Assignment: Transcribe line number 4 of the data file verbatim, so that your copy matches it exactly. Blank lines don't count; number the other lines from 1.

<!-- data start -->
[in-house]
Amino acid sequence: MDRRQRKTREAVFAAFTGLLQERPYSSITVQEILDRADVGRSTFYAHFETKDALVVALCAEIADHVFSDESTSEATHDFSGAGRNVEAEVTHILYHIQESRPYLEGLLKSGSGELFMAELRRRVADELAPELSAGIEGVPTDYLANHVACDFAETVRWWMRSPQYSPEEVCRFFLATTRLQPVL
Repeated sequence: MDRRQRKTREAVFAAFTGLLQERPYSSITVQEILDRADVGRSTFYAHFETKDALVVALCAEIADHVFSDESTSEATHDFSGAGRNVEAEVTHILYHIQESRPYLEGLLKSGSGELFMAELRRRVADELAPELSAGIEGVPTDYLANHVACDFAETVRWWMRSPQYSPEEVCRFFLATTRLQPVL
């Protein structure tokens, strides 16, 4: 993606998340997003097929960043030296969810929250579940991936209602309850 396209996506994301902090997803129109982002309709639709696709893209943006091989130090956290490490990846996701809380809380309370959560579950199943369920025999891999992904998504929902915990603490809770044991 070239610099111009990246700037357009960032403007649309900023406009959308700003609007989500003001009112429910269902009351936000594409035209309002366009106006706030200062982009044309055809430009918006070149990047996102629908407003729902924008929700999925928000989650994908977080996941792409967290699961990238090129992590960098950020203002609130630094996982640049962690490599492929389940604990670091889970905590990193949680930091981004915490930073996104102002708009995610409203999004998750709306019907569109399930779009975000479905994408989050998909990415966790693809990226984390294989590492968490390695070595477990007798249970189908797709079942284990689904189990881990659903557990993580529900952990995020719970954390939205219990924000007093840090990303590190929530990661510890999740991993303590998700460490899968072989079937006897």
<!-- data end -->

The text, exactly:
């Protein structure tokens, strides 16, 4: 993606998340997003097929960043030296969810929250579940991936209602309850 396209996506994301902090997803129109982002309709639709696709893209943006091989130090956290490490990846996701809380809380309370959560579950199943369920025999891999992904998504929902915990603490809770044991 070239610099111009990246700037357009960032403007649309900023406009959308700003609007989500003001009112429910269902009351936000594409035209309002366009106006706030200062982009044309055809430009918006070149990047996102629908407003729902924008929700999925928000989650994908977080996941792409967290699961990238090129992590960098950020203002609130630094996982640049962690490599492929389940604990670091889970905590990193949680930091981004915490930073996104102002708009995610409203999004998750709306019907569109399930779009975000479905994408989050998909990415966790693809990226984390294989590492968490390695070595477990007798249970189908797709079942284990689904189990881990659903557990993580529900952990995020719970954390939205219990924000007093840090990303590190929530990661510890999740991993303590998700460490899968072989079937006897």